“Today, a high-altitude object was detected in U.S. airspace over Lake Huron. NORAD launched Canadian and U.S. aircraft to investigate and the object was taken down in U.S. airspace by U.S. aircraft. We unequivocally support this action,” tweeted Canadian Defense Minister Anita Anand. “We will continue to work with the U.S. and NORAD to protect North America.”

Gen. Glen VanHerck, commander of U.S. Northern Command and North American Aerospace Defense Command (NORAD), was asked Sunday whether the objects being shot out of the sky could be “aliens or extraterrestrials” during a briefing with reporters.

The general said he would leave it to the intelligence community and counterintelligence community to make a determination. “I haven’t ruled out anything at this point,” VanHerck added.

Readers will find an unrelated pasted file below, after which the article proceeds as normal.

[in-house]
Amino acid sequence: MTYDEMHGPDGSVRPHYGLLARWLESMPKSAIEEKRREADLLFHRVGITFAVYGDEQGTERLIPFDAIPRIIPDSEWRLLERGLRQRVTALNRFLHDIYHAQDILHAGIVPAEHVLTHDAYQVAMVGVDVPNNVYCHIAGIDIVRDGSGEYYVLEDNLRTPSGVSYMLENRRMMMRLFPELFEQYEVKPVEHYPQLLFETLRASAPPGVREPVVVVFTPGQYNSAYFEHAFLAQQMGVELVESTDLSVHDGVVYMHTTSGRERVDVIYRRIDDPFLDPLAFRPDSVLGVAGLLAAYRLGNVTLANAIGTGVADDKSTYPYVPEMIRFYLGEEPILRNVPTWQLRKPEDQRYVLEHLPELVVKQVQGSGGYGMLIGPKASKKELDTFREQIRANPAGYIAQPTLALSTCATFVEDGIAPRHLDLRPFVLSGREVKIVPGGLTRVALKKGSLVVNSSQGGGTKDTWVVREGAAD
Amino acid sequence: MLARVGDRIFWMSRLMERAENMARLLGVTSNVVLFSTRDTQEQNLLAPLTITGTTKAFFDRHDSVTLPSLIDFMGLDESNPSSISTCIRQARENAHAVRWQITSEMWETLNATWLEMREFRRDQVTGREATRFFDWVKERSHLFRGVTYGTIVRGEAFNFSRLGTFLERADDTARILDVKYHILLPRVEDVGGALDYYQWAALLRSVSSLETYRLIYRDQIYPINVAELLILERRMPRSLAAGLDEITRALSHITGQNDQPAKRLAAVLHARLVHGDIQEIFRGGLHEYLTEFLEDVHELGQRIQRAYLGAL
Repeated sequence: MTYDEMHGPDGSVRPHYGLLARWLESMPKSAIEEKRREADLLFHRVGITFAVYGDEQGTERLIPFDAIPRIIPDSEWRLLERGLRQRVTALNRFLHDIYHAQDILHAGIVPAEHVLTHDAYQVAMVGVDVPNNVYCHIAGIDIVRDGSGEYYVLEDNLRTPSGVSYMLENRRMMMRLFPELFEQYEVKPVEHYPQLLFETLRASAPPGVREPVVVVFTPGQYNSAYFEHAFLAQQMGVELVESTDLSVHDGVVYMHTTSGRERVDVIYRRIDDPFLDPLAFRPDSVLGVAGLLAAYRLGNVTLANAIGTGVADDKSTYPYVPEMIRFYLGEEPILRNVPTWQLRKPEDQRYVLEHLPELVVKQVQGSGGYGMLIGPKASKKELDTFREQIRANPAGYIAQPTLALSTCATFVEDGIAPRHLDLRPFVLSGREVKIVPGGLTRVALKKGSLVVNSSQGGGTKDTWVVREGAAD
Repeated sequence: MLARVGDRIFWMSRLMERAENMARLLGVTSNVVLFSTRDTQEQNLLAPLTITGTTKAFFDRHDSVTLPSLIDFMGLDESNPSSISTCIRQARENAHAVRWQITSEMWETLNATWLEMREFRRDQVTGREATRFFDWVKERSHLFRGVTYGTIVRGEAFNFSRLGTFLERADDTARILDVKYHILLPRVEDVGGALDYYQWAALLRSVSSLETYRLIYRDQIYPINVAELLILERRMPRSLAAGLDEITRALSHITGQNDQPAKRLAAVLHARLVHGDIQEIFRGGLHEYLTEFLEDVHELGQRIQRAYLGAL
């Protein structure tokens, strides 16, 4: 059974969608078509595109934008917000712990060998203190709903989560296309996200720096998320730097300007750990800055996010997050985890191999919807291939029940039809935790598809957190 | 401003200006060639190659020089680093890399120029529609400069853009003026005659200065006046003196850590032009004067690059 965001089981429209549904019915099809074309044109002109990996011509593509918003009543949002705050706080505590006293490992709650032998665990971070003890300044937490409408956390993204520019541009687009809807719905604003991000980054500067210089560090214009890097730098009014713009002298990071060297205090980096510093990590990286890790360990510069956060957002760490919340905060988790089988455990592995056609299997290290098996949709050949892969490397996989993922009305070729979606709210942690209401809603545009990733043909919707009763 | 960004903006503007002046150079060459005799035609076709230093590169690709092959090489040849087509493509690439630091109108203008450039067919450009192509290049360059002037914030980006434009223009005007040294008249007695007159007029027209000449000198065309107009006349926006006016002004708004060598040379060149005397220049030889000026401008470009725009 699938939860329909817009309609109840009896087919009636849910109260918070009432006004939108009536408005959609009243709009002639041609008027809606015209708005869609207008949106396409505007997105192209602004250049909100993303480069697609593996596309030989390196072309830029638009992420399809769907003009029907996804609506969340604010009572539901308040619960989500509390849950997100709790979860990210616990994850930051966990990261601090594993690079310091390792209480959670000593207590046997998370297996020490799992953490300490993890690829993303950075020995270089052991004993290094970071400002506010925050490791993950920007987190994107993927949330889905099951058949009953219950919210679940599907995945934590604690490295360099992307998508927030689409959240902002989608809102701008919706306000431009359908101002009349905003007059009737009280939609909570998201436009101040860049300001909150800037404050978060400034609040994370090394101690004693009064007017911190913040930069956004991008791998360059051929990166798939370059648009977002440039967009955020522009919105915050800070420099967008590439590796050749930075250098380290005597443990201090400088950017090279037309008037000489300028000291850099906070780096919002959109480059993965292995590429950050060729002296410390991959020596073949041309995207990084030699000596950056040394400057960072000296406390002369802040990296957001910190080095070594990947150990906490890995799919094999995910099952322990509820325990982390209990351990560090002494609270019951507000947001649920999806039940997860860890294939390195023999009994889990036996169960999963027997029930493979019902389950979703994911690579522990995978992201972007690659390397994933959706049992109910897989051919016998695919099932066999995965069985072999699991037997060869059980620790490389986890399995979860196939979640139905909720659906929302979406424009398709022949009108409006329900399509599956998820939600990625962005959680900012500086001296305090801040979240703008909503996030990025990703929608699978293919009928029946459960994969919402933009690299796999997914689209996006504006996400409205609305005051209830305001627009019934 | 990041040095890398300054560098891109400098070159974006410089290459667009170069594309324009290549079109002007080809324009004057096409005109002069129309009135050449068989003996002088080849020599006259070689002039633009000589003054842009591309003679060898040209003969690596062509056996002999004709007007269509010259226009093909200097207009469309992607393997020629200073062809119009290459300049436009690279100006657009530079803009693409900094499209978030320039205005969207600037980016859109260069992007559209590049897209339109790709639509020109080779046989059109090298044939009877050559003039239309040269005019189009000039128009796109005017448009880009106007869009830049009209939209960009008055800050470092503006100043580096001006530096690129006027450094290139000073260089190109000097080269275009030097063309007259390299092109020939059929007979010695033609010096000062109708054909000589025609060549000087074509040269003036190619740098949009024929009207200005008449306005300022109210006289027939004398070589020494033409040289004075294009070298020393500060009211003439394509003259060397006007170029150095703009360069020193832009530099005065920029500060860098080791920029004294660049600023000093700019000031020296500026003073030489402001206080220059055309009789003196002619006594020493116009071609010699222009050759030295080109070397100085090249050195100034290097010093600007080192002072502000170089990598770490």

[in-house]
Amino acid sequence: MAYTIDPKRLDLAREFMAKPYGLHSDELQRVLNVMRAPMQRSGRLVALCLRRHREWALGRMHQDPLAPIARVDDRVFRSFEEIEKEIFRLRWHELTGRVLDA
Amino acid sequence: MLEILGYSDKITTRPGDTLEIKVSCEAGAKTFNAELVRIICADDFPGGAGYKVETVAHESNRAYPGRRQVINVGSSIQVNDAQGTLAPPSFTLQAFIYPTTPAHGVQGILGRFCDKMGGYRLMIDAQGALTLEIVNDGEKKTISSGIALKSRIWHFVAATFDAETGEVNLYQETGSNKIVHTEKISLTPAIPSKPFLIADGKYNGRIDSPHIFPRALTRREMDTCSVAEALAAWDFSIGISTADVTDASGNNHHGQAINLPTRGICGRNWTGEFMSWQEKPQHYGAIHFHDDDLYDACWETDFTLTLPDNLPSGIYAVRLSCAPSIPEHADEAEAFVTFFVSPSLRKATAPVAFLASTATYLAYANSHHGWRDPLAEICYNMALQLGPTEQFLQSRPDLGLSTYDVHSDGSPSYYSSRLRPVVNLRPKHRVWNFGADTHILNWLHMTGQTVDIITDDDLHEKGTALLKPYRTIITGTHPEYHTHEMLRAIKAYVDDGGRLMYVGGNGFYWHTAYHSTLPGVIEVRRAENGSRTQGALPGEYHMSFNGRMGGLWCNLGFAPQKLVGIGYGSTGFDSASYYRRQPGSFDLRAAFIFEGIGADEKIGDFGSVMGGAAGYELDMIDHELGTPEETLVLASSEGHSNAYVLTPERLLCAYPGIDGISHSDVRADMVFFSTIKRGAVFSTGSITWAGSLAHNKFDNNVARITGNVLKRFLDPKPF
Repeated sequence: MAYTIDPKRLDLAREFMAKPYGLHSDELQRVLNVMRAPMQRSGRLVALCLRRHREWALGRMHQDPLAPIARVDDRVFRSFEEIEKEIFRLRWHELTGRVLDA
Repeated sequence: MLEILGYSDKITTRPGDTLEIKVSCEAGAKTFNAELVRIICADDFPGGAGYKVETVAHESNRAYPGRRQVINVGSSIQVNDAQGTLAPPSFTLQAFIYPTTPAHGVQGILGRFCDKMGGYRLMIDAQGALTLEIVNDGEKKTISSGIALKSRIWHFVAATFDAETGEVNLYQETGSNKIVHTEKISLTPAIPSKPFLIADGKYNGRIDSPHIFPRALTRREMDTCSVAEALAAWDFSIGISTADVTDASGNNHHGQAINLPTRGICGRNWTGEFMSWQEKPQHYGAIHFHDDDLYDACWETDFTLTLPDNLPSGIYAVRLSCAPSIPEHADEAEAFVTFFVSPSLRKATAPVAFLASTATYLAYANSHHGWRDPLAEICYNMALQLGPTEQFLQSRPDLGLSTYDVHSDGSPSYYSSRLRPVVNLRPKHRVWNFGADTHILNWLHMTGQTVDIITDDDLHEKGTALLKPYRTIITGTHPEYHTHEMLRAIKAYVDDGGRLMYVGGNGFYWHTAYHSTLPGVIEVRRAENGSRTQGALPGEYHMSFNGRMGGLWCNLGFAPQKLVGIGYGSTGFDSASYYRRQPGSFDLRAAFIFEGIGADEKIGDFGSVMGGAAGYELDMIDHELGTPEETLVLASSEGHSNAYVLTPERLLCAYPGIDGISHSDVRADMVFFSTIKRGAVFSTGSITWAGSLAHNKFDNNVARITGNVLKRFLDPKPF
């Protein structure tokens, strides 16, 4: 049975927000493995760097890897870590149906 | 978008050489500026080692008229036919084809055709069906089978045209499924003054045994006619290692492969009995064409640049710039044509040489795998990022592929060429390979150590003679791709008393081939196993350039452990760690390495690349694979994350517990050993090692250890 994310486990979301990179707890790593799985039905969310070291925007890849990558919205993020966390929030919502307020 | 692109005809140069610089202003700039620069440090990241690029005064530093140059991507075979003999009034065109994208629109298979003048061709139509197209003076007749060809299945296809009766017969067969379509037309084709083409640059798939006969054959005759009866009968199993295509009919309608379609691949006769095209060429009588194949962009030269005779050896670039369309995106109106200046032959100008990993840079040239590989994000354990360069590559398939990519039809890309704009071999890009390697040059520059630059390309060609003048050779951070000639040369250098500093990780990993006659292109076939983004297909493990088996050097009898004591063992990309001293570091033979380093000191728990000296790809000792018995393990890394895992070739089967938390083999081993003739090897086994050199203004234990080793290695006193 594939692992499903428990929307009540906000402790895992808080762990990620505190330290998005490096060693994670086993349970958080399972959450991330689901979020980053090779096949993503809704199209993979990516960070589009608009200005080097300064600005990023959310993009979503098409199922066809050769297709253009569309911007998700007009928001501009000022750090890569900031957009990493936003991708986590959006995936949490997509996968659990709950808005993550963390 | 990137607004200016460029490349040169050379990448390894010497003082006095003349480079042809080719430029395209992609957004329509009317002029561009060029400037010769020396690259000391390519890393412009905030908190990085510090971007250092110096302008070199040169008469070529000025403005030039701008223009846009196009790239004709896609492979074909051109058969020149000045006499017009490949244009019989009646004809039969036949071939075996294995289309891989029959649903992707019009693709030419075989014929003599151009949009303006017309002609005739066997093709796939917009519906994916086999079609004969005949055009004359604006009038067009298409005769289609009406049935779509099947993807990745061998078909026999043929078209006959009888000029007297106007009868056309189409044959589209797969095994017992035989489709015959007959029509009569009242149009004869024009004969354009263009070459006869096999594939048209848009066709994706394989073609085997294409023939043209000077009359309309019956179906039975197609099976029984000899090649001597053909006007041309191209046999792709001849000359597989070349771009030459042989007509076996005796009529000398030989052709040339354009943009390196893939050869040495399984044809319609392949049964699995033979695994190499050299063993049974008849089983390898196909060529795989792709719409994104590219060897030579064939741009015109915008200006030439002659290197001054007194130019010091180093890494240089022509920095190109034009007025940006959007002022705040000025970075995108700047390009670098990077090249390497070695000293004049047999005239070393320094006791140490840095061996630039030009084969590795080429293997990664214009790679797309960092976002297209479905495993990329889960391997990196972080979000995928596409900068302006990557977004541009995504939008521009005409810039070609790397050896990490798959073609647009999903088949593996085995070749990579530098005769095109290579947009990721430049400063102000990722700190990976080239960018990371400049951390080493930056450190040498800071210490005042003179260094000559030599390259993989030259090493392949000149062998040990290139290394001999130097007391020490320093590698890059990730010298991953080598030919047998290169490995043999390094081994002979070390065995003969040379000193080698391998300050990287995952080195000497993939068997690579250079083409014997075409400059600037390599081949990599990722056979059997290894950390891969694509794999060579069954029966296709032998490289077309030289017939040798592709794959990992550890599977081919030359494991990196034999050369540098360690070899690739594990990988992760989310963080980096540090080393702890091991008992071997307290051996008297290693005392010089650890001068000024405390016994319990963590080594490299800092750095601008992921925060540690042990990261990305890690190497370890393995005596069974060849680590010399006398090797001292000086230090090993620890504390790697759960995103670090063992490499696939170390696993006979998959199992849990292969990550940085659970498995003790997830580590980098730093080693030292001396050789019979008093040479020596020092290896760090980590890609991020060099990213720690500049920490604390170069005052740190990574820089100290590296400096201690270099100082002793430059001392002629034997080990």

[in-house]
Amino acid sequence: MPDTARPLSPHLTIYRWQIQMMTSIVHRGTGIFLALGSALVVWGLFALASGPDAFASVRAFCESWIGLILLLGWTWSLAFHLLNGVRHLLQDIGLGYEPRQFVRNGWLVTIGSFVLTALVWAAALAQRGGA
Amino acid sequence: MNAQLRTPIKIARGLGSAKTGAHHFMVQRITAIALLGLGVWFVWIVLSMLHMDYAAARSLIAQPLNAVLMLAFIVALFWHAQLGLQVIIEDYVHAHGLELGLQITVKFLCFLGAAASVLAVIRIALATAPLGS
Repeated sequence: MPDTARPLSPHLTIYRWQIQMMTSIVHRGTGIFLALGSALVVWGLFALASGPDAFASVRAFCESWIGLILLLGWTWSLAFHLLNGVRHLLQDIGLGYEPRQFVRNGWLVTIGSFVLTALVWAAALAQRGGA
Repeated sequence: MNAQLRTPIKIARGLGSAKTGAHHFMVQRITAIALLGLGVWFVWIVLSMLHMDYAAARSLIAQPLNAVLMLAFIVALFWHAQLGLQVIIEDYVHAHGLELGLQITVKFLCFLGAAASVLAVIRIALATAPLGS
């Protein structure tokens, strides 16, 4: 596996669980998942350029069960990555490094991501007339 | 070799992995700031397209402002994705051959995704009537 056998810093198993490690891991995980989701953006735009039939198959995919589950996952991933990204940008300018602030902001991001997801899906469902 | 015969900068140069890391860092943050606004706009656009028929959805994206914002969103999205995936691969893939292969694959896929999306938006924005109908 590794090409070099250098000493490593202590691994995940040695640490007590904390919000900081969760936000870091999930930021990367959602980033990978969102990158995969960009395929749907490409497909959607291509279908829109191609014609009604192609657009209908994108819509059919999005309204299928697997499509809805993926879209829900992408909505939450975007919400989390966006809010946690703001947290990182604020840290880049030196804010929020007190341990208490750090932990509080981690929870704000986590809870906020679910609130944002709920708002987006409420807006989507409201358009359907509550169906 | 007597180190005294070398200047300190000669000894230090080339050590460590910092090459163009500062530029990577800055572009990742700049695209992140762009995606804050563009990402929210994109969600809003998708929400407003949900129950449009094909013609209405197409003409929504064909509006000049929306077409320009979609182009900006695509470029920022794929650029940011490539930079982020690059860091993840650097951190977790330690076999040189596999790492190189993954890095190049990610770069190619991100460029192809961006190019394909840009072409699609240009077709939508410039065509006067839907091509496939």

The general also said he would not categorize the objects that have been shot down since Friday as balloons. “We’re calling them objects for a reason,” VanHerck said, adding that he was not able to “categorize” how these vessels could stay aloft.

Hours earlier, Senate Majority Leader Chuck Schumer (D-NY) told ABC News’s George Stephanopoulos he discussed the situation with National Security Adviser Jake Sullivan the night before, and shared that U.S. officials believe the UFOs shot down after being observed over a remote part of Alaska and Canada were balloons.

These objects were “much smaller” than the balloon shot down over the Atlantic Ocean last weekend, Schumer said, and they were flying at a lower altitude of about 40,000 feet, endangering commercial aircraft.